According to quantum mechanics, Newton’s God never created “solid, massy, hard, impenetrable” particles. Indeed, particles are not even a phenomenon anymore. Instead, particles have become epiphenomena, secondary phenomena derived from the ripples in fluctuating quantum energy fields. Furthermore, the fluctuating quantum fields have replaced particles as the foundational block of the universe. When everything is made of fluctuating quantum energy fields, nothing that looks and feels solid is solid anymore. Indeed, given that energy is a quantitative property and not a reality in nature, quantum scientists like Dr. David Tong admit in this video lecture, “Quantum Fields: The Real Building Blocks of the Universe,” that the reality constructed of quantum energy is “abstract and nebulous.”

Indeed, with the advent of quantum mechanics, humanity has lost its sense of what is real.

However, teaching that fluctuating quantum energy fields are the building blocks of the universe represents quantum mechanics taking a giant step in the direction of Buddhism. Indeed, among the 8 Different Theories on the Origin of the Universe, Buddha chooses the Quantum Fluctuating Theory as the closest to reality. Buddha also teaches that the universe arises from a fluctuating field. However, what fluctuates in Buddha’s field is not quantum energy but mentality.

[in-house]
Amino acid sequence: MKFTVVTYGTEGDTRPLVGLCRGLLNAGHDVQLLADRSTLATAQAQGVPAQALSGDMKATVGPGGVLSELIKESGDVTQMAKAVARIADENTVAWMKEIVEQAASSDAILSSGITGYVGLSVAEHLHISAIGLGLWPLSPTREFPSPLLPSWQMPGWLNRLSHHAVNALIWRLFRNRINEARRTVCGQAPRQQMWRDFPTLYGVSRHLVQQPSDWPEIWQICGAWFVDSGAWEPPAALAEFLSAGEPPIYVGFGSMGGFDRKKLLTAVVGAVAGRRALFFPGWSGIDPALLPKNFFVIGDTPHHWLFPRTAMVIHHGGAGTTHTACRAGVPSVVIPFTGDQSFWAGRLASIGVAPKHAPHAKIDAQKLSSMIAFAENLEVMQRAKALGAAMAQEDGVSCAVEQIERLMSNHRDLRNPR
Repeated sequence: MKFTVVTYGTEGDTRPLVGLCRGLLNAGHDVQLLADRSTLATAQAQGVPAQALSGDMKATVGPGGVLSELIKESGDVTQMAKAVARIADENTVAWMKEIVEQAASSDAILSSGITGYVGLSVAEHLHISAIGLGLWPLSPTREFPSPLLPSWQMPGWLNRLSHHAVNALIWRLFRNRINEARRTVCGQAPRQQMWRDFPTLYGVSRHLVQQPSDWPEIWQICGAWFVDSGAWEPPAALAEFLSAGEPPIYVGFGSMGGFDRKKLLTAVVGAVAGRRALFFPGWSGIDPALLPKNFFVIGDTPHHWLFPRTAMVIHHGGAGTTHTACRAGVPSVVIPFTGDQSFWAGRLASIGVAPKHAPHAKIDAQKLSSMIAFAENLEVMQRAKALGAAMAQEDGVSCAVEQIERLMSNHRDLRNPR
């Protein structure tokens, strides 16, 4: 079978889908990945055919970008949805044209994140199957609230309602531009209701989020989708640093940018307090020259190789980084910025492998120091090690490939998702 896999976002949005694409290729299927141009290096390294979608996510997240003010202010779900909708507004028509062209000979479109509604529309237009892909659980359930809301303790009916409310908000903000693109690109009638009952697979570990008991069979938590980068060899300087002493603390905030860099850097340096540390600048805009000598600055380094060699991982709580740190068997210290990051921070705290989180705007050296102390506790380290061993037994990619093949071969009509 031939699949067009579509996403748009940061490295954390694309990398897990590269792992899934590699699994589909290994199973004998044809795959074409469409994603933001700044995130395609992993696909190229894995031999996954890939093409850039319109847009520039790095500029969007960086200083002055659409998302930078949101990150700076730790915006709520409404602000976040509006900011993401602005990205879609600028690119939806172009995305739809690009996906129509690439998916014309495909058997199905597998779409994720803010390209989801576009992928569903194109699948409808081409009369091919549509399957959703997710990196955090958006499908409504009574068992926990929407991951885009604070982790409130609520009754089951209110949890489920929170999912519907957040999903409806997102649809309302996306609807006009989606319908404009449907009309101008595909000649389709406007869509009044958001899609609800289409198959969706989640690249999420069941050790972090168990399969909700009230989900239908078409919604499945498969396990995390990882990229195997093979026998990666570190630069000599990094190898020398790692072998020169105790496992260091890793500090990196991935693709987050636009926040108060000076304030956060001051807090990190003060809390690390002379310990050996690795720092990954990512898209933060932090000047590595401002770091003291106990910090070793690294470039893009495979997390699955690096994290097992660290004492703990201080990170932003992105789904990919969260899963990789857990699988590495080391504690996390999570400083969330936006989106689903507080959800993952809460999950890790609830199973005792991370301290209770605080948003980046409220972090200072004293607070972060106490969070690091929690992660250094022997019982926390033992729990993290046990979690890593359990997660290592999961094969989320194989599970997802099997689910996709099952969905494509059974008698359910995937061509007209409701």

As the title of this article states, “Reality is an illusion: The scientific proof everything is energy and reality isn’t real,” everything is energy in quantum mechanics. In Buddhism, however, everything is mentality because the universe originated from a fluctuating field of mentality.

So, in Buddha’s universe, where there is “Nothing but Mentality,” Thales of Miletus’ insight that material reality is ultimately reducible to one element was still correct, except that the single element is not material but mental. “Nothing But Mentality” is Buddha’s answer to the questions, “What are we made of?” and “What is reality?”

In Buddha’s universe, mentality is the only independently verifiable and perduring reality in the cosmos. Everything in the phenomenal universe, all its “forms, bodies, and materiality,” came from a fluctuating field of mentality. Because everything is made of fluctuating mentality in Buddha’s universe, not only can human babies be born conscious, but consciousness can be present in amoeba and their preyplantsmemory in water, and other mammals.